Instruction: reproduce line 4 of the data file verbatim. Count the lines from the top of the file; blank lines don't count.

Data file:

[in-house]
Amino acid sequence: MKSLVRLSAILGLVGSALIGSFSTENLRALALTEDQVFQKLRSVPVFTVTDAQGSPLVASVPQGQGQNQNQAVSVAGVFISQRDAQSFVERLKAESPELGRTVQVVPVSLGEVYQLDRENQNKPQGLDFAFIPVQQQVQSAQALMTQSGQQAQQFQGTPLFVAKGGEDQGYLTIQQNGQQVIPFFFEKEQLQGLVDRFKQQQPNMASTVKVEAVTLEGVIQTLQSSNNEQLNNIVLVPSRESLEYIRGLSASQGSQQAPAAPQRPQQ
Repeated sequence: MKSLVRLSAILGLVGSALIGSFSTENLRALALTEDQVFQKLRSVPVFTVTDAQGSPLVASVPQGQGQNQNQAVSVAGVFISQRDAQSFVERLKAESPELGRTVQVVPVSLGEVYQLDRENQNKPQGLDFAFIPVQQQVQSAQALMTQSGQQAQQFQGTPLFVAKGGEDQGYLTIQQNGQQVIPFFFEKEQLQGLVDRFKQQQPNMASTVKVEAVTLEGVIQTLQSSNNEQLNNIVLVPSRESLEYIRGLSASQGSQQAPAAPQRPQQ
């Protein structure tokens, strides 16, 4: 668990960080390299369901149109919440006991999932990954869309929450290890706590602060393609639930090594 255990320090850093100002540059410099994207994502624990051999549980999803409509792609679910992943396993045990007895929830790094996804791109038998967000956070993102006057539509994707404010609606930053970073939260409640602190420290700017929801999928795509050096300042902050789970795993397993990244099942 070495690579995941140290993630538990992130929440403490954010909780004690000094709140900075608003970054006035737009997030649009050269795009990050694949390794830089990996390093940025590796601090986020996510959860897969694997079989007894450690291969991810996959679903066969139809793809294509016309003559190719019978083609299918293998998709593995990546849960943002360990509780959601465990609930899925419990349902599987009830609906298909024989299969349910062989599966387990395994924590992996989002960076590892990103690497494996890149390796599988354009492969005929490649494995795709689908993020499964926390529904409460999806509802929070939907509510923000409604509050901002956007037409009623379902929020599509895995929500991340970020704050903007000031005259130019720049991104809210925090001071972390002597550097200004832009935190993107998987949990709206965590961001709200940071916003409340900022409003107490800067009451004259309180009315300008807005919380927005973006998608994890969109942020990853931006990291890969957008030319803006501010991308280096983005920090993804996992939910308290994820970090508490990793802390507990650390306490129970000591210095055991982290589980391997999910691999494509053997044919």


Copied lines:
């Protein structure tokens, strides 16, 4: 668990960080390299369901149109919440006991999932990954869309929450290890706590602060393609639930090594 255990320090850093100002540059410099994207994502624990051999549980999803409509792609679910992943396993045990007895929830790094996804791109038998967000956070993102006057539509994707404010609606930053970073939260409640602190420290700017929801999928795509050096300042902050789970795993397993990244099942 070495690579995941140290993630538990992130929440403490954010909780004690000094709140900075608003970054006035737009997030649009050269795009990050694949390794830089990996390093940025590796601090986020996510959860897969694997079989007894450690291969991810996959679903066969139809793809294509016309003559190719019978083609299918293998998709593995990546849960943002360990509780959601465990609930899925419990349902599987009830609906298909024989299969349910062989599966387990395994924590992996989002960076590892990103690497494996890149390796599988354009492969005929490649494995795709689908993020499964926390529904409460999806509802929070939907509510923000409604509050901002956007037409009623379902929020599509895995929500991340970020704050903007000031005259130019720049991104809210925090001071972390002597550097200004832009935190993107998987949990709206965590961001709200940071916003409340900022409003107490800067009451004259309180009315300008807005919380927005973006998608994890969109942020990853931006990291890969957008030319803006501010991308280096983005920090993804996992939910308290994820970090508490990793802390507990650390306490129970000591210095055991982290589980391997999910691999494509053997044919």